If your job sees you stuck in the office every day, pushing papers, and you dread coming in to work, then maybe it’s time to follow your passion. Pursue something you’re excited about. Yes, you may fail, but you might succeed.
Q: I’m currently working full-time in the government information technology sector. However, I’ve always felt that I needed to do something more, maybe get out there and start a business.I’ve always wanted to work with my hands and build things. I’m not interested in working a dreadful job in a cubicle for the rest of my life. What would you advise me to do? — Adrian Lucaci
I can sympathise with the situation you’re describing, Adrian. The idea of working in a cubicle strikes fear in my heart, and always has.
Luckily, I was so unsuited to schoolwork that it was obvious from an early age that I would never be a paper-pusher — it wouldn’t have been possible even if I had wanted to!
So many people get trapped in jobs they don’t care about, or even dislike. That’s just wrong.
We should feel excited about getting up and going to work every day; we should be able to pursue our passions. I don’t think that’s too much to ask.
At Virgin we make sure that our employees take ownership in their work because, as I’ve pointed out before, an office full of motivated, happy employees is an office in which disruption, innovation, experimentation and progress will all happen.
That said, I know that doing what you love isn’t always easy — sometimes you have to take a job you don’t like in order to pay the bills.
Don’t let work that makes you unhappy define you or wear you down. If you can’t make your passion pay right now, the most important thing you can do is nurture your ideas and goals and begin to think about how you can make time for them.
If you’re passionate about entrepreneurship, you might start by pursuing your project on the side, on weekends. Develop different ideas and have fun.
There may be a transition period where you do both jobs. In our world of great fluidity, where traditional business models are being turned on their heads and we’re more connected than ever, we now have opportunities to tailor work around our lives, rather than the other way around.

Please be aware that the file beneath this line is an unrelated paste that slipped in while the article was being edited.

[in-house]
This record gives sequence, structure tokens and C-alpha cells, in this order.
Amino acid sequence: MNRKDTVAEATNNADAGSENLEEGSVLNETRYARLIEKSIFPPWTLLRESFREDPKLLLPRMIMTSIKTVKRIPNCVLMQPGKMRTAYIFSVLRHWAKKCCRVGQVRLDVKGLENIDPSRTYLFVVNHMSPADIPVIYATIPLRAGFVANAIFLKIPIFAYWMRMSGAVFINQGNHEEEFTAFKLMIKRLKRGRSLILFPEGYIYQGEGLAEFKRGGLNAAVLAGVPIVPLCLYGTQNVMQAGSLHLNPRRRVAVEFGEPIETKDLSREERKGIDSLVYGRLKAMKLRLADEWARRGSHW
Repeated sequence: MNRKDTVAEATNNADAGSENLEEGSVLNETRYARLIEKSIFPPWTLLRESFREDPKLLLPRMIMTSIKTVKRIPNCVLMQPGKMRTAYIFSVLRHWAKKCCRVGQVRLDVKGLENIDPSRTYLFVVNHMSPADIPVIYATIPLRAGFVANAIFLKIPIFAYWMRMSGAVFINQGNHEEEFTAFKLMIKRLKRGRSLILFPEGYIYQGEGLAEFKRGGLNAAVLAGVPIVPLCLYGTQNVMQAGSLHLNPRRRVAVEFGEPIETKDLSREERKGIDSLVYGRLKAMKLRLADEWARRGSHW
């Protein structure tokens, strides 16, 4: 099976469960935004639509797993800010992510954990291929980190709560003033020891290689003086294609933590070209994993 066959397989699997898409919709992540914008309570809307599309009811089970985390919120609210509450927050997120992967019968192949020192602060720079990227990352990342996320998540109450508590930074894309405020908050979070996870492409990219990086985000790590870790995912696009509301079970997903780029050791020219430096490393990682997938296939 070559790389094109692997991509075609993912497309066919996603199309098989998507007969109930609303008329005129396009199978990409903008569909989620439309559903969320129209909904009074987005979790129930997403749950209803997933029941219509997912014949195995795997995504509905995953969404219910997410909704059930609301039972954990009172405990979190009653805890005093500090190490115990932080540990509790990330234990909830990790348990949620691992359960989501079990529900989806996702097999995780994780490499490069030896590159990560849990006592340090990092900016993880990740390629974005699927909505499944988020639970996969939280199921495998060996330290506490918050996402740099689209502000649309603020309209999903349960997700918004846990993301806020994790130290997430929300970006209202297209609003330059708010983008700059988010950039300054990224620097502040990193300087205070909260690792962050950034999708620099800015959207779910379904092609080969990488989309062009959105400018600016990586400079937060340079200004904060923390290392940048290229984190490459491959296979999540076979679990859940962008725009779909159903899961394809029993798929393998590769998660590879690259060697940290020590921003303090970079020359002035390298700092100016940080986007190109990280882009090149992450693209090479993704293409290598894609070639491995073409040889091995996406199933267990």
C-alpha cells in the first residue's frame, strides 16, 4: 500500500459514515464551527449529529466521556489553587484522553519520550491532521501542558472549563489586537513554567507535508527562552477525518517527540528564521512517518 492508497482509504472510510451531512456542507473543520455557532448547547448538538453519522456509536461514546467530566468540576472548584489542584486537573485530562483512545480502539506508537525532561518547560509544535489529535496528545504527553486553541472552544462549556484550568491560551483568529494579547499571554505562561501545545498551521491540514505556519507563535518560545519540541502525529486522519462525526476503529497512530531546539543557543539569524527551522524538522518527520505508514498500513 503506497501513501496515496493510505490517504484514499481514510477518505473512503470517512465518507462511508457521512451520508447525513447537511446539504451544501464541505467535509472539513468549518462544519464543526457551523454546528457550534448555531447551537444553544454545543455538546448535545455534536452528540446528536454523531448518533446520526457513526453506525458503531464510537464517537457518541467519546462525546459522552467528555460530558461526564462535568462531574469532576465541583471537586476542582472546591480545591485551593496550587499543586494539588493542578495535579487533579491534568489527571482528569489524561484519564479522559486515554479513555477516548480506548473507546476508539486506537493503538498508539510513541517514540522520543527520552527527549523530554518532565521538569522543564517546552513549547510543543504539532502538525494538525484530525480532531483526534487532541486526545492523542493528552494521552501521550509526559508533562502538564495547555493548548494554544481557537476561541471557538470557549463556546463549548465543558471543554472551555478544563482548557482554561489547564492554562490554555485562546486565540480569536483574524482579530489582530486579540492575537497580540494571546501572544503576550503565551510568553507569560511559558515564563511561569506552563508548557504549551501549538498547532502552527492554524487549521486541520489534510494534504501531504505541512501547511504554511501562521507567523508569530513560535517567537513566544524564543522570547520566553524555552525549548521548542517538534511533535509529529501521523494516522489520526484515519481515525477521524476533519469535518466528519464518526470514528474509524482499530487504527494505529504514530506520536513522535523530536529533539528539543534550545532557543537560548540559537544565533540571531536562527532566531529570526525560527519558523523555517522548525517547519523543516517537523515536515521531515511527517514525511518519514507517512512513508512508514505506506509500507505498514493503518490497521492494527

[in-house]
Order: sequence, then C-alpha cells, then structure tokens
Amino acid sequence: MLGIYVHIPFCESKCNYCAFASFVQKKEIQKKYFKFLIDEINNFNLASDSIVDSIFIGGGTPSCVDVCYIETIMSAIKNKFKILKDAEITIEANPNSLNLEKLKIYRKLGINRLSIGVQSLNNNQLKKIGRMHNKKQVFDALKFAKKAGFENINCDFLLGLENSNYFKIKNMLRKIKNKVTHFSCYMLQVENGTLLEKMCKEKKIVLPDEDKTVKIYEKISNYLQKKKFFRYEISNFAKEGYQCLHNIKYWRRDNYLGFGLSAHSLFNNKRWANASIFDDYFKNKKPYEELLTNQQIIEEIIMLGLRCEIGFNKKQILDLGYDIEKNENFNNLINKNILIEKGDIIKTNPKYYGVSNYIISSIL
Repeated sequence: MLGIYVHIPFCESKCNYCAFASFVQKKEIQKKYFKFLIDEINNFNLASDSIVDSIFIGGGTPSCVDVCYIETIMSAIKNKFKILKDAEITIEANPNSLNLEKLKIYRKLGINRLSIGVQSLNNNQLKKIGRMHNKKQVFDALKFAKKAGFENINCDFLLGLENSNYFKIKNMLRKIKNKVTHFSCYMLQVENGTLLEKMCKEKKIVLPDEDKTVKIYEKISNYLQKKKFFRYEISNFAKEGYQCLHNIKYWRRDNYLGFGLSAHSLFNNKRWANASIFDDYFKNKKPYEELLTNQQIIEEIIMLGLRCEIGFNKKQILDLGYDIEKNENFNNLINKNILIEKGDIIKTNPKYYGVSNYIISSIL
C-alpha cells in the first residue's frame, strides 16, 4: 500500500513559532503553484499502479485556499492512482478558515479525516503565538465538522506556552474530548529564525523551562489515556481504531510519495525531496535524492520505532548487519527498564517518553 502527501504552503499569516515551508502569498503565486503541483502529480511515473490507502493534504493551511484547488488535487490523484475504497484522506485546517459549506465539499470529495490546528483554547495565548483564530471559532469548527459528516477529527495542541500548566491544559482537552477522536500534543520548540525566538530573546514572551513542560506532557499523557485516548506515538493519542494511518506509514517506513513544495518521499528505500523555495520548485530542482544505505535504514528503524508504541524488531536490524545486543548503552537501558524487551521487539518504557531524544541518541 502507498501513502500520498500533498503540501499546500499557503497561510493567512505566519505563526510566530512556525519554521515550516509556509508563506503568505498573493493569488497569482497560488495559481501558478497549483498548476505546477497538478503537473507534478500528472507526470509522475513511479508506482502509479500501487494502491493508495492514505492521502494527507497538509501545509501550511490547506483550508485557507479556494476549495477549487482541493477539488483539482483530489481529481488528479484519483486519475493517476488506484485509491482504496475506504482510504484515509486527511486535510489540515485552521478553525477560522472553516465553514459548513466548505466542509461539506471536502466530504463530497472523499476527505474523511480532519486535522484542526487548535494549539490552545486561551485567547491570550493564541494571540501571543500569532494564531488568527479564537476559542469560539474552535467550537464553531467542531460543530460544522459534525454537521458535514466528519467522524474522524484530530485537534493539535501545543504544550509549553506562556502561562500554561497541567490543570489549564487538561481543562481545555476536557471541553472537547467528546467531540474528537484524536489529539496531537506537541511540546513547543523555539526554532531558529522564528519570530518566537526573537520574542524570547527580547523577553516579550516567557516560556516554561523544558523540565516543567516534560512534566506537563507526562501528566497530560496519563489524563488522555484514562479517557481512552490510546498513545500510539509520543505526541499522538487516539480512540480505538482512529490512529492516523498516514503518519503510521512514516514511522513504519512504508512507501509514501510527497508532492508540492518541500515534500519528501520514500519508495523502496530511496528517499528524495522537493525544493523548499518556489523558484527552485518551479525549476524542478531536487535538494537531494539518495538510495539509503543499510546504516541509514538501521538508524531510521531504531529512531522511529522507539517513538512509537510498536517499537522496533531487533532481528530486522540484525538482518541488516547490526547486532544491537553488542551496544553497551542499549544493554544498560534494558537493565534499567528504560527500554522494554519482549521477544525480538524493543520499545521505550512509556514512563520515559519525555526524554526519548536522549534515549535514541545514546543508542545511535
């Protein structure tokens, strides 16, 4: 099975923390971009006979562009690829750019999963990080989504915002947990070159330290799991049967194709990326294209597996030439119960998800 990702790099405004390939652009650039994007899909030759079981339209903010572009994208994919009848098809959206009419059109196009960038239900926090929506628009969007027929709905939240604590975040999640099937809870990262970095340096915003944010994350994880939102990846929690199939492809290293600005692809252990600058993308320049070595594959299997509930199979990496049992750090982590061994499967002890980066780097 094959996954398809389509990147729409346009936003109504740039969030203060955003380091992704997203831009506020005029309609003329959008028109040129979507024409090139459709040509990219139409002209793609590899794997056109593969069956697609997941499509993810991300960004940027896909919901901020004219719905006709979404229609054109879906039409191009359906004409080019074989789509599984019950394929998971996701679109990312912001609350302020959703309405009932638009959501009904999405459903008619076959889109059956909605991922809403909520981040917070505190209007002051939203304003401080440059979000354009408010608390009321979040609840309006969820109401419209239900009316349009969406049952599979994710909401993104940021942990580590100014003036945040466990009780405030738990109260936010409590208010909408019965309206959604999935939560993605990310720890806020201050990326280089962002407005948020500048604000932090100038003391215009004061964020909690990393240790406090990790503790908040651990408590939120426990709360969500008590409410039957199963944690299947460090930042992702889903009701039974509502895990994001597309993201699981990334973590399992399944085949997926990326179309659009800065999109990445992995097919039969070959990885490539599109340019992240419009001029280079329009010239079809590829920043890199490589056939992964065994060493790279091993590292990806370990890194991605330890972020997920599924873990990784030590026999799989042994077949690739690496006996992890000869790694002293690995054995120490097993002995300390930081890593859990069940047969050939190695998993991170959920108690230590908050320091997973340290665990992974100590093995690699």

Your offices might be very conservative, but consider that elsewhere, offices are changing: The cubicle is slowly disappearing, along with the strict demarcation between what you do to live, and what you live to do.
Open-plan offices are becoming commonplace, and co-working spaces like WeWork and Second Home are booming. Even better, many companies have become more accepting of flexible schedules and working from home. Taking a position where those options are available might help you to keep a paycheck coming in while you’re building up your own business.
And what if you get to the point where you decide to turn your daydream into your day job? As I always say: Screw it, just do it.
Yes, making such a change can be daunting, financially and personally, especially if you have dependents. And countless what-ifs might keep you up at night if you let them.
But in the end, when you pursue your passions, you face two possibilities. You might fail — and you need to be prepared for that. Or you may do very well, partly because you’re engaged and happy.
Starting a business has the potential to turn your life upside-down, and sticking with the safe path that you’re used to is much easier than giving your dreams a go. If you do fail, that can be a learning opportunity, which will help you make better choices on your next attempt.
I’ve failed big in the past, and I’m proud of it, because my team and I have always been able to pick ourselves back up and learn something new. As every successful entrepreneur knows, failure is integral to finding success.
So, Adrian, if Sunday night rolls around and you start to dread the idea of another week in your cubicle, it might be time to put your life on a different path.
You may have more options than you realise for making your dream a reality. The choice is yours.
As I have said before: You might fail... but you might succeed. Good luck! — Distributed by The New York Times Syndicate
Questions from readers will be answered in future columns. Please send them to Richard.Branson@nytimes.com. Please include your name, country, e-mail address and the name of the website or publication where you read the column.
Sir Richard Charles Nicholas Branson is founder of the Virgin Group. He became an entrepreneur at 16 and made his first million at the age of 25.